Virginie Sottile

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Recent evidence suggests that the postnatal cerebellum contains cells with characteristics of neural stem cells, which had so far only been identified in the subventricular zone of the lateral ventricles and the subdentate gyrus of the hippocampus. In order to investigate the identity of these cells in the adult cerebellum, we have analyzed the expression(More)
The adult brain is known to retain a population of stem cells with self-renewing and differentiation ability, which have been identified in two main regions. Recent reports now suggest the presence of such cells in the cerebellum, a part of the CNS which was not formerly thought to harbour stem cells. The precise nature and localisation of these potential(More)
Neural stem cells are a multipotent population of tissue-specific stem cells with a broad but limited differentiation potential. However, recent studies have shown that over-expression of the pluripotency gene, Oct4, alone is sufficient to initiate a process by which these can form 'induced pluripotent stem cells' (iPS cells) with the same broad potential(More)
Bergmann glia cells are a discrete radial glia population surrounding Purkinje cells in the cerebellar cortex. Although Bergmann glia are essential for the development and correct arborization of Purkinje cells, little is known about the regulation of this cell population after the developmental phase. In an effort to characterize this population at the(More)
Neural stem cells (NSCs) have been found to reside in defined areas of the vertebrate brain, where they can be identified by the expression of specific markers such as Sox1, Sox2 and Sox9. In the mouse, expression of Sox1, Sox2 and Sox9 genes has recently been reported outside of these recognised NSC niches, in the Purkinje cell layer of the adult(More)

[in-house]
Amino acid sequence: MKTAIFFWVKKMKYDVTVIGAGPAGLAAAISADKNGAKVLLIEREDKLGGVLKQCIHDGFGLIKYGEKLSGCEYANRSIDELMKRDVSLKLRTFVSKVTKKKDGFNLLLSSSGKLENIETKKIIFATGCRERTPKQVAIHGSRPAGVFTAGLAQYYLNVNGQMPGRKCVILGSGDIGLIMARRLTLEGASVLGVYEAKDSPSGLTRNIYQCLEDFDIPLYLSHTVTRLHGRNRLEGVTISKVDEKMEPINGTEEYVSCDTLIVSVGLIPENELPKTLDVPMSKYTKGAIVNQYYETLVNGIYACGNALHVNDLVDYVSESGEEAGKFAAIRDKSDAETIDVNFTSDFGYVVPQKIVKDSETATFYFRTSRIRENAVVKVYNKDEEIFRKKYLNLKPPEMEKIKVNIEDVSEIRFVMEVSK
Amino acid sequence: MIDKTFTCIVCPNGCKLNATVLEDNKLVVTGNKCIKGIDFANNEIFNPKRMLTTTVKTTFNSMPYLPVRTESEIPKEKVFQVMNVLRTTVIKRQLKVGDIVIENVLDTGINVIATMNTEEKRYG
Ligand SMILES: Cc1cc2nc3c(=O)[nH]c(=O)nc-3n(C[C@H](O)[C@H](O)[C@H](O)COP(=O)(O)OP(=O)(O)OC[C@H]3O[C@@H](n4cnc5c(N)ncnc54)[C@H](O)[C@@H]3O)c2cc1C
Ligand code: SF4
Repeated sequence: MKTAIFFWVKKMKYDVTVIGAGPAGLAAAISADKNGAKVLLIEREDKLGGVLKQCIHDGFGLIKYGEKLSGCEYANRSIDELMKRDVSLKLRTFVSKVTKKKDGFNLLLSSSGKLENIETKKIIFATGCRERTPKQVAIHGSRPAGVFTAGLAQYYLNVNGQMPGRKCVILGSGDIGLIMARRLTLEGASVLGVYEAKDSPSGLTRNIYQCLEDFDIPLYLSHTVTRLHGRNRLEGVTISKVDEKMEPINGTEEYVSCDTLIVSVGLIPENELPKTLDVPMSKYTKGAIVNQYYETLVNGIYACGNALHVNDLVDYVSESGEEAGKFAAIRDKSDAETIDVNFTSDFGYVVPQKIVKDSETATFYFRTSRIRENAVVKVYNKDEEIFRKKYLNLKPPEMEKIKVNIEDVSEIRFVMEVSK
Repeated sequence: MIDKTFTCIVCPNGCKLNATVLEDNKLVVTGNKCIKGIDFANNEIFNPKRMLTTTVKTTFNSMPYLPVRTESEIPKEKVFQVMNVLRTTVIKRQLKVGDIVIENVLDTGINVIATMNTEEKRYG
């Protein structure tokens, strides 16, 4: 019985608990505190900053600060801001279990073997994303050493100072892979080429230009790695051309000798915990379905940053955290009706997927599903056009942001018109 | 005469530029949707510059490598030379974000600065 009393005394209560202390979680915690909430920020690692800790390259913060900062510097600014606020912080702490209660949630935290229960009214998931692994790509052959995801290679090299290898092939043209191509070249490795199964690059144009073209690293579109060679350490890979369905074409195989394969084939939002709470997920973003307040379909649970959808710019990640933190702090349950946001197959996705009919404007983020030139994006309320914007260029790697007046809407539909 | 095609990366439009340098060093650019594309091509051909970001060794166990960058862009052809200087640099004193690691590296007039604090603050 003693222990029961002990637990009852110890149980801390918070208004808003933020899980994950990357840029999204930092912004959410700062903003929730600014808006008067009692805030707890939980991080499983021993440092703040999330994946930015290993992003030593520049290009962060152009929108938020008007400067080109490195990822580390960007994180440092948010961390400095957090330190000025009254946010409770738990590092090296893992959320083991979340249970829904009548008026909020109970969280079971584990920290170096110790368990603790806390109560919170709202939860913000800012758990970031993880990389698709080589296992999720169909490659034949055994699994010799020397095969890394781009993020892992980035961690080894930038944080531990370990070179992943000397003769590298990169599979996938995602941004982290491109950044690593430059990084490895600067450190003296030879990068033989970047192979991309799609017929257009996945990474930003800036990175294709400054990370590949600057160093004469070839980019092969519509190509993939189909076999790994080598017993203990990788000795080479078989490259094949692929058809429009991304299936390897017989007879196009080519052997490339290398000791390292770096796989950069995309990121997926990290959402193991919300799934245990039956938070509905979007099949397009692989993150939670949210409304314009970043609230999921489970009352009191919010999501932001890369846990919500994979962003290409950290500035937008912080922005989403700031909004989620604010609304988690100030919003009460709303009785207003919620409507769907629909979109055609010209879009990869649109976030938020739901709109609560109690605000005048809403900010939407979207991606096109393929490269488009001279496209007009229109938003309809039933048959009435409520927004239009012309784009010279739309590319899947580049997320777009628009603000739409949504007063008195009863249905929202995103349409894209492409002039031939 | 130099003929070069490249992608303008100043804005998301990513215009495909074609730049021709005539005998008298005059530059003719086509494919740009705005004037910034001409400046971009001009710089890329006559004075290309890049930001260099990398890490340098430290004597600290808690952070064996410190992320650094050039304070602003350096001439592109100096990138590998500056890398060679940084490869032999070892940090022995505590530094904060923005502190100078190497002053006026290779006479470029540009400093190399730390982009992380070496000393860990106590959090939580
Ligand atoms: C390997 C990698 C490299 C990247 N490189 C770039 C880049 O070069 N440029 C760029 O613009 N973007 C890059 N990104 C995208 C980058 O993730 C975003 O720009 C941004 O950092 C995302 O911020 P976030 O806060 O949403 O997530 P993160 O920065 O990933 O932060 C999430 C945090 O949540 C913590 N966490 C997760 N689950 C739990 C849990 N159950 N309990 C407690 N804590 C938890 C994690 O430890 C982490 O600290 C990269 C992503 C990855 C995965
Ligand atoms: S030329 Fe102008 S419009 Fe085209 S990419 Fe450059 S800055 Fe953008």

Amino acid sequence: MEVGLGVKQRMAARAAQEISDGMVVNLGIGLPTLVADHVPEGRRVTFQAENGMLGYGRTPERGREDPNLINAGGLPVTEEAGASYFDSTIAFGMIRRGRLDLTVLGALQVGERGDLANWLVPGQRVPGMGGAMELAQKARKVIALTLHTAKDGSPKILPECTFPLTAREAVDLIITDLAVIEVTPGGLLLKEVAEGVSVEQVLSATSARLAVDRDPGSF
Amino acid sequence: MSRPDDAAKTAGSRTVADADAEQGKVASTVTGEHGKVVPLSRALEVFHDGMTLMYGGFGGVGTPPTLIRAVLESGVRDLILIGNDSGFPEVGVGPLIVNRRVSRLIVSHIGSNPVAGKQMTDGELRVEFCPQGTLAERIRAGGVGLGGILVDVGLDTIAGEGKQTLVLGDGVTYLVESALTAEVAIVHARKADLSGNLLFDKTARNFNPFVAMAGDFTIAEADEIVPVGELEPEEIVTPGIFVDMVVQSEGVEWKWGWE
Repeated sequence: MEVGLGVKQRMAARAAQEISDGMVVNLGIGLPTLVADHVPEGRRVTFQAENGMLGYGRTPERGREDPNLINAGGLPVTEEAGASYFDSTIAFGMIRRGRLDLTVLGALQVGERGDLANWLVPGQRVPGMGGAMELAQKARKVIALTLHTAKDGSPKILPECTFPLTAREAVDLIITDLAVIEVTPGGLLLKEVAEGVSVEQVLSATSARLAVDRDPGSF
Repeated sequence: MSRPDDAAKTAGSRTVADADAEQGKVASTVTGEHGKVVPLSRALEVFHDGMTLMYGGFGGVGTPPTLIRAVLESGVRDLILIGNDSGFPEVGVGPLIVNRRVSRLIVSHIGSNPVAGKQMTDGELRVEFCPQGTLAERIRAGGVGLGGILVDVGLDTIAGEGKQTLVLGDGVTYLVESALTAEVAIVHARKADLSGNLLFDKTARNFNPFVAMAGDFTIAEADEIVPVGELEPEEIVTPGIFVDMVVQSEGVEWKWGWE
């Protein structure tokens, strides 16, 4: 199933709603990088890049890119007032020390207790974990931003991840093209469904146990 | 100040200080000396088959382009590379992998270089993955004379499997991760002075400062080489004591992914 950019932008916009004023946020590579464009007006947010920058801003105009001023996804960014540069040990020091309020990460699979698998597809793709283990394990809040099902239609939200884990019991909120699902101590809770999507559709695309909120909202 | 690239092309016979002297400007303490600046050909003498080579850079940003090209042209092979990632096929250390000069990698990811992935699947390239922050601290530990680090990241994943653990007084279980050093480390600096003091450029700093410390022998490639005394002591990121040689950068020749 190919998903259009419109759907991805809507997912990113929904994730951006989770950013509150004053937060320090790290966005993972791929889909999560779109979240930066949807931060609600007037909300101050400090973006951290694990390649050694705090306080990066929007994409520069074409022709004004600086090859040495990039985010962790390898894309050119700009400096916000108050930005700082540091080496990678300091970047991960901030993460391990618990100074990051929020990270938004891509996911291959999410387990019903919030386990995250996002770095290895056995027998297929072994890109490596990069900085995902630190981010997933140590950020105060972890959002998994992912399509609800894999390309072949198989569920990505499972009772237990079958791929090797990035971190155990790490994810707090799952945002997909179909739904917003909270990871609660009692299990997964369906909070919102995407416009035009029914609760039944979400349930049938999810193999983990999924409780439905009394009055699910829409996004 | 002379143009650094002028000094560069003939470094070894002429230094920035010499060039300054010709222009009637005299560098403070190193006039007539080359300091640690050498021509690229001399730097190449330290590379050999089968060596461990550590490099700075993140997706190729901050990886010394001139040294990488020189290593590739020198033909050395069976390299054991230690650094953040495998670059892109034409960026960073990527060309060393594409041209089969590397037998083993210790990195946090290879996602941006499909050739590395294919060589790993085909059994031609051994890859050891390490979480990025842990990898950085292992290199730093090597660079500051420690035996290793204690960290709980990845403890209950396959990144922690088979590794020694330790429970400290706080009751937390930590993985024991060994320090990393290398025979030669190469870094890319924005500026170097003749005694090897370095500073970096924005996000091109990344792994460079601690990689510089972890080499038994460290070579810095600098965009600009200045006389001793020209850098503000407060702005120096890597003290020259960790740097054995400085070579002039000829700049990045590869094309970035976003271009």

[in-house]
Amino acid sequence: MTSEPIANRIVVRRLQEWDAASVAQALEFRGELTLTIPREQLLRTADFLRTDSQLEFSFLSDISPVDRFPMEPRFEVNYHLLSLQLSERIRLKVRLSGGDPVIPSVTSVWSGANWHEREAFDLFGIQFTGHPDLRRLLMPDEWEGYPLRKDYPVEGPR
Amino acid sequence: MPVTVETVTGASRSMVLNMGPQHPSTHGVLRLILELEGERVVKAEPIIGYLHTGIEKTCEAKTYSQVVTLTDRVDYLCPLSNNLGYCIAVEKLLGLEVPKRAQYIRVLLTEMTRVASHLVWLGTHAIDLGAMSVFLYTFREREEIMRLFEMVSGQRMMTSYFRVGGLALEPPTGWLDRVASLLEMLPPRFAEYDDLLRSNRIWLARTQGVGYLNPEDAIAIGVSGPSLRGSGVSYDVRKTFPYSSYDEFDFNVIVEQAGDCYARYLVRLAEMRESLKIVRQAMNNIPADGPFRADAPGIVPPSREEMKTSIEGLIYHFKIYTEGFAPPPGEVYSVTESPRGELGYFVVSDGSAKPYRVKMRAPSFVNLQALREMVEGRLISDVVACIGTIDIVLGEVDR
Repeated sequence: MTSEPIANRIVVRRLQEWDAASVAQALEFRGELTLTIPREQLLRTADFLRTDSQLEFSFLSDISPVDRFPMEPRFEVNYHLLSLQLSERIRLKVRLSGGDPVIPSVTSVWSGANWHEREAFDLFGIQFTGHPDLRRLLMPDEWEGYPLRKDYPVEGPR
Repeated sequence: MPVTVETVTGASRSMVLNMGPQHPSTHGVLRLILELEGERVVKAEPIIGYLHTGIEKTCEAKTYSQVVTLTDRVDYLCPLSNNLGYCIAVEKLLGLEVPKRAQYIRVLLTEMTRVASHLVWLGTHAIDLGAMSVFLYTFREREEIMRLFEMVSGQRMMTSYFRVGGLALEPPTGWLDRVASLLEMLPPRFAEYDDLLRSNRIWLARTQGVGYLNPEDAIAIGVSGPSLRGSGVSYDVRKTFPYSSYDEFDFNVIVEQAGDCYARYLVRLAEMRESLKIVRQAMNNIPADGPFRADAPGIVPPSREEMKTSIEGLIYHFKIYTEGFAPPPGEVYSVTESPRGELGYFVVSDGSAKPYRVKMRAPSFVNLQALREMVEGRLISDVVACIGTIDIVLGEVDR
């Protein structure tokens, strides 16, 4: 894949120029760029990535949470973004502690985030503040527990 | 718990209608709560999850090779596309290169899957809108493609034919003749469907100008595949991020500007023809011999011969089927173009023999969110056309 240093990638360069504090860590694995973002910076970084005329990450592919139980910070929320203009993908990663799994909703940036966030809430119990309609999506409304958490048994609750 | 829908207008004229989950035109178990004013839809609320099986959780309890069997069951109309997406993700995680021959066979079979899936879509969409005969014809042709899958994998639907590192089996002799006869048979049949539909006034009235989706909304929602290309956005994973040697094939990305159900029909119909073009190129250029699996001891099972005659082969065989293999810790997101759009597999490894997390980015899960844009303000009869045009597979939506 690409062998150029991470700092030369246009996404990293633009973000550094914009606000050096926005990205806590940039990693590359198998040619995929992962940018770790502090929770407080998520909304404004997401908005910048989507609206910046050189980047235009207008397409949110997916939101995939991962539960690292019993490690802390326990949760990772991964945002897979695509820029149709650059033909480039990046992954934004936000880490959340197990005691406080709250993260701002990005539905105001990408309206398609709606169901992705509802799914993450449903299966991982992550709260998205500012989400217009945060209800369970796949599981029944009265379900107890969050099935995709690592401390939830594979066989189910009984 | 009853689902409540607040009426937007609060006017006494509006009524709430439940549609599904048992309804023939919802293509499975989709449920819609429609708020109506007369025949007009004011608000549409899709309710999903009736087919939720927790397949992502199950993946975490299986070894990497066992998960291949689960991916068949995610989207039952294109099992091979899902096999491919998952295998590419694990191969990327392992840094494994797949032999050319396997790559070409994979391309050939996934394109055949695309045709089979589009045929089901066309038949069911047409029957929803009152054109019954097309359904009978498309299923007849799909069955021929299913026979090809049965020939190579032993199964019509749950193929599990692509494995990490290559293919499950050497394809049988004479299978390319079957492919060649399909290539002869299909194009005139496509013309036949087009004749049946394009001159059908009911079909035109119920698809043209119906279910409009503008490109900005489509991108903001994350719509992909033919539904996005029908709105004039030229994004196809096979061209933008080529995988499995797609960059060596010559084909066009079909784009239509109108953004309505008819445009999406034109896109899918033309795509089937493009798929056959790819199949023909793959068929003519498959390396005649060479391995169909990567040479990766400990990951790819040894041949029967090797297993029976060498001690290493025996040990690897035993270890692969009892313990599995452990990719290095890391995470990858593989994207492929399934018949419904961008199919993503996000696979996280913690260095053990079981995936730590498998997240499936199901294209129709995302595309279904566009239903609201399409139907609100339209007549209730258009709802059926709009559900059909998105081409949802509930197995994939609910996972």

BACKGROUND Breast cancer is a disease characterised by both genetic and epigenetic alterations. Epigenetic silencing of tumour suppressor genes is an early event in breast carcinogenesis and reversion of gene silencing by epigenetic reprogramming can provide clues to the mechanisms responsible for tumour initiation and progression. In this study we apply(More)
Germ cell tumours (GCTs) are a diverse group of neoplasms all of which are generally believed to arise from germ cell progenitors (PGCs). Even those that form in the nervous system are likewise believed to be PGC-derived, despite being found a great distance from the normal location of germ cells. The primary evidence in favour of this model for the origins(More)
Stem cell therapy is widely acknowledged as a key medical technology of the 21st century which may provide treatments for many currently incurable diseases. These cells have an enormous potential for cell replacement therapies to cure diseases such as Parkinson's disease, diabetes and cardiovascular disorders, as well as in tissue engineering as a reliable(More)
Neural stem cells (NSCs) can self-renew and give rise to neurons, astrocytes and oligodendrocytes. NSCs are found in the central nervous system (CNS) of mammalian organisms, and represent a promising resource for both fundamental research and CNS repair. Animal models of CNS damage have highlighted the potential benefit of NSC-based approaches. Here we(More)
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